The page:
Architecture aims to inspire. Since art generally reflects man’s spiritual state in time, architecture must always consider the psychological and emotional impact it would have on a community. However, the spiritual elevation of design has been deprived in modern times as if producing buildings without soul. The 20th-century architectural landscape has been crushed by so much functionalism – much logic and utility that creativity in a holistic design is sacrificed. This practice is a threat to architecture and has to be reconsidered, even in small spaces.
Mexican architect Luis Barragan emphasised that a space’s quality can affect the end-users. The use of different spaces is meant to calm, energise, uplift, and create a positive impact on one’s well-being. Emotional architecture, as he coined it, triggers the sensitivity of the end-users to how they perceive a space. These experiences allow them to meditate and reflect, potentially leading to a deeper appreciation of life. Barragan wrote that colours, light, and shadows play a vital role in achieving a unique and memorable ambience.
Colours: It is hard to imagine a life deprived of colour. The use of colour variations affects human perception in different ways. For instance, a colourful motif is inappropriate for small workplace spaces since it leads to negative appraisal. But applying such a strategy in the broader area can yield a different result. Colour applications communicate feelings like blue for sadness and red for hotness or even allow instructional communication, such as the stop lights and pedestrian strips. It helps organise and bring order. Ultimately, colours help set the mood of spaces. The right ambience creates a comfortable and pleasing environment for the end users.
Casa Barragan, for instance, displays a magnificent play of colours. Occupying an area of 1,161 square meters, this dramatic concrete building showcases Barragan’s poetic approach to design by utilising different shades that strike a unique ambience – utilising modern and traditional artistic and vernacular elements. Considered a magnum opus in modern architecture, the Luis Barragan House and Studio represent an innovative architectural style with a modern twist.
Light. The design is complete with proper lighting. Whether daylighting or artificial, good lighting amplifies the experience felt in space. This is because light highlights small details in textures, colours, and forms of space which makes impactful experiences. Since it enhances how people perceive architecture, lighting should be planned properly. The amount of light penetrating a space is vital to achieving the design intent and should be carefully considered.
Shadows. Just like good lighting, shadows can embellish, foil, and even enhance a subject. It adds a certain depth and character to the space resulting in a unique experience. Proper shade in a space strengthens the architectural theme and landscape. It will effectively provoke people’s minds, making people observe the artistic conception of the space, which the design motif intended to express in an in-depth manner.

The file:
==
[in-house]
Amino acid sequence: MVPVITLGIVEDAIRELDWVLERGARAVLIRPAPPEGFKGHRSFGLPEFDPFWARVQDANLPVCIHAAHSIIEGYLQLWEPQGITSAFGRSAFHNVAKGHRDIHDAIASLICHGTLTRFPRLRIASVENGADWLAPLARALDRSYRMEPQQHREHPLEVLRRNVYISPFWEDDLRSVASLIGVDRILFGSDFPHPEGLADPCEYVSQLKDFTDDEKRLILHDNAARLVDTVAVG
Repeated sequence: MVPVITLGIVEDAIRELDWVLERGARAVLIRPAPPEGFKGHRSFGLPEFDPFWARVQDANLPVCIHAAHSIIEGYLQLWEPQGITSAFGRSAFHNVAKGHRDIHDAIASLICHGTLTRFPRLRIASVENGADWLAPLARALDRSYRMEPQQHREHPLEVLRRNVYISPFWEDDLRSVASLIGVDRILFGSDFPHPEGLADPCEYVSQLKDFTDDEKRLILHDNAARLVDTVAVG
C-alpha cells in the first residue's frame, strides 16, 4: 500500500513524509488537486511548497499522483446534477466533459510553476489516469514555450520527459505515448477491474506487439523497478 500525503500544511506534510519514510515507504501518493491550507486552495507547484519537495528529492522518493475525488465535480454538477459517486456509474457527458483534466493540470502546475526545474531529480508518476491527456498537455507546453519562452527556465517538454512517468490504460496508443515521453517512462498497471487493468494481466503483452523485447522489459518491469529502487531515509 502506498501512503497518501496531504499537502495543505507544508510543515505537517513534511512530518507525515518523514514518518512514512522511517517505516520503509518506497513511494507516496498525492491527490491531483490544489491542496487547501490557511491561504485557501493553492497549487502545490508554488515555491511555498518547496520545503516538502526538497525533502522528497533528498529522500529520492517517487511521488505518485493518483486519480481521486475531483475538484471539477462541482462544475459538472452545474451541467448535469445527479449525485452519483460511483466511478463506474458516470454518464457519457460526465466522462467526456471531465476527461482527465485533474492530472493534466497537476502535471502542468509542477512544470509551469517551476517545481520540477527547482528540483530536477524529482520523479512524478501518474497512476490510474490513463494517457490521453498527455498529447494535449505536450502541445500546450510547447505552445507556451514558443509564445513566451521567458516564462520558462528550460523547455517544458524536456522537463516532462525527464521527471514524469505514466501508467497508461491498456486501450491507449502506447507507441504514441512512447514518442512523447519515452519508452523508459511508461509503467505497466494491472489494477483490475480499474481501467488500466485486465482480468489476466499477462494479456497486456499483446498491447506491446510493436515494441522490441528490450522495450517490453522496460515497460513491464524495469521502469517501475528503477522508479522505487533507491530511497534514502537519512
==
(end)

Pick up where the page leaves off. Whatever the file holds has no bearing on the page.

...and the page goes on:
Tadao Ando carefully integrated lighting into the renowned Church of the Light design in Japan. This architecture showcases Ando’s philosophical framework by integrating nature and architecture by using natural lighting to highlight a dramatic interior space experience. He explains that light contributes to new spatial perceptions. As light penetrates the interior spaces, shadows are cast to create a dramatic contrast, a dual nature of existence – light and dark, uniting into a serene space.
Form. A great form positively gives a good experiential space for people. Gaining knowledge about form help contribute to a signature design. The resulting architecture then becomes a metaphor that is relatable to a community. The use of form is the tool necessary to strike a statement and convey a meaningful message.
Heydar Aliyev establishes a fluid relationship between its surrounding plaza and the building’s interior. Its dynamic form is inspired by a handkerchief billowing in free fall, creating a unique architectural shape. Pritzker awardee Zaha Hadid created this monumental landmark as a symbol of modern Baku. Not a single straight line is used in this design, signifying the eternal cycle of past, present, and future uniting into the structure. The birth of this architecture created a whole level of civic space for the city.
Texture. One of the primary roles of design is to trigger emotion. The use of texture help intensifies the visual of space, hence achieving this objective. Textures stimulate a tingling sensation that corresponds to how one sees a space. It enhances both the optical and tactile elements in any architectural space given.
Antoni Gaudi’s Casa Battlo features a Montjuïc sandstone finish with large irregular arches harmoniously integrated into the existing framework. A medley of materials was used in the façade, showcasing a creative mosaic pattern. The roof makes use of ceramic tiles meticulously arranged to resemble dragon scales. This stunning architecture is an example of the Art Nouveau movement evoking emotional connection from passers-by.
In the modern world, where a sense of isolation is created through the rise of the digital era, architects and designers are encouraged to acquire a more profound strategy in conceptualising designs. One that values the use of space to a transcendental level despite the technical limitations.
“All architecture, which does not express serenity, fails in its spiritual mission. Thus, it has been a mistake to abandon the shelter of walls for the inclemency of large areas of glass.”- Luis Barragan.
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